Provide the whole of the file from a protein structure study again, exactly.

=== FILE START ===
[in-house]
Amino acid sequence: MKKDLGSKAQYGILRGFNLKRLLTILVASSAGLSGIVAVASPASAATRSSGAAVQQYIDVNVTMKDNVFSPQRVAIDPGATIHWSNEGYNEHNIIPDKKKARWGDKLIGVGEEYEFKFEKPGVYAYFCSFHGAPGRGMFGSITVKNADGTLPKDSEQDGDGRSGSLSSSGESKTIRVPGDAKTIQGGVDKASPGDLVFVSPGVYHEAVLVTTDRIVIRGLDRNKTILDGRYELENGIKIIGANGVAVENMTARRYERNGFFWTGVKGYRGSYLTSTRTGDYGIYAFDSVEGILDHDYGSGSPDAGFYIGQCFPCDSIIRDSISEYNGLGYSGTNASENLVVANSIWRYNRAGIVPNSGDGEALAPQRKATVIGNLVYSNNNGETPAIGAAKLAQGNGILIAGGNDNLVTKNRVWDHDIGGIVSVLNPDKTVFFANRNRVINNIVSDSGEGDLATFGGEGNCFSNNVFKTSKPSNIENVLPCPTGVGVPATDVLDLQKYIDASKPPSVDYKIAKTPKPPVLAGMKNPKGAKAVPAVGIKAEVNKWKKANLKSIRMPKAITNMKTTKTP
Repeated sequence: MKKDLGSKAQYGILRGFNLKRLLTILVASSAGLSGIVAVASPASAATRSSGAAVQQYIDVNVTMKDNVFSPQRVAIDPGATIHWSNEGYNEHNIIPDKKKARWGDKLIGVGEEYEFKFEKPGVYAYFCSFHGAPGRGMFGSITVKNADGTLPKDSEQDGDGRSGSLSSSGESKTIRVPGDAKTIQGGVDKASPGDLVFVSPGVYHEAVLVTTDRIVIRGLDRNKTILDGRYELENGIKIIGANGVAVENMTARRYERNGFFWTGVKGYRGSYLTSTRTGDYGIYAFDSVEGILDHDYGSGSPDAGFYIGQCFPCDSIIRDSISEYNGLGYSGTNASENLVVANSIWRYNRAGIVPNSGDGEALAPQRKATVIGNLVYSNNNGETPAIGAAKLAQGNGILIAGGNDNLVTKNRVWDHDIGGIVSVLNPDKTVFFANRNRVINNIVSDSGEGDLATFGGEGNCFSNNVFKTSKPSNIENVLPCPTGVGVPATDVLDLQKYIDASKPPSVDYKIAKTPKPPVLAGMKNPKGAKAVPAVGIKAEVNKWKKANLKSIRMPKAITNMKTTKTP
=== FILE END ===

[in-house]
Amino acid sequence: MKKDLGSKAQYGILRGFNLKRLLTILVASSAGLSGIVAVASPASAATRSSGAAVQQYIDVNVTMKDNVFSPQRVAIDPGATIHWSNEGYNEHNIIPDKKKARWGDKLIGVGEEYEFKFEKPGVYAYFCSFHGAPGRGMFGSITVKNADGTLPKDSEQDGDGRSGSLSSSGESKTIRVPGDAKTIQGGVDKASPGDLVFVSPGVYHEAVLVTTDRIVIRGLDRNKTILDGRYELENGIKIIGANGVAVENMTARRYERNGFFWTGVKGYRGSYLTSTRTGDYGIYAFDSVEGILDHDYGSGSPDAGFYIGQCFPCDSIIRDSISEYNGLGYSGTNASENLVVANSIWRYNRAGIVPNSGDGEALAPQRKATVIGNLVYSNNNGETPAIGAAKLAQGNGILIAGGNDNLVTKNRVWDHDIGGIVSVLNPDKTVFFANRNRVINNIVSDSGEGDLATFGGEGNCFSNNVFKTSKPSNIENVLPCPTGVGVPATDVLDLQKYIDASKPPSVDYKIAKTPKPPVLAGMKNPKGAKAVPAVGIKAEVNKWKKANLKSIRMPKAITNMKTTKTP
Repeated sequence: MKKDLGSKAQYGILRGFNLKRLLTILVASSAGLSGIVAVASPASAATRSSGAAVQQYIDVNVTMKDNVFSPQRVAIDPGATIHWSNEGYNEHNIIPDKKKARWGDKLIGVGEEYEFKFEKPGVYAYFCSFHGAPGRGMFGSITVKNADGTLPKDSEQDGDGRSGSLSSSGESKTIRVPGDAKTIQGGVDKASPGDLVFVSPGVYHEAVLVTTDRIVIRGLDRNKTILDGRYELENGIKIIGANGVAVENMTARRYERNGFFWTGVKGYRGSYLTSTRTGDYGIYAFDSVEGILDHDYGSGSPDAGFYIGQCFPCDSIIRDSISEYNGLGYSGTNASENLVVANSIWRYNRAGIVPNSGDGEALAPQRKATVIGNLVYSNNNGETPAIGAAKLAQGNGILIAGGNDNLVTKNRVWDHDIGGIVSVLNPDKTVFFANRNRVINNIVSDSGEGDLATFGGEGNCFSNNVFKTSKPSNIENVLPCPTGVGVPATDVLDLQKYIDASKPPSVDYKIAKTPKPPVLAGMKNPKGAKAVPAVGIKAEVNKWKKANLKSIRMPKAITNMKTTKTP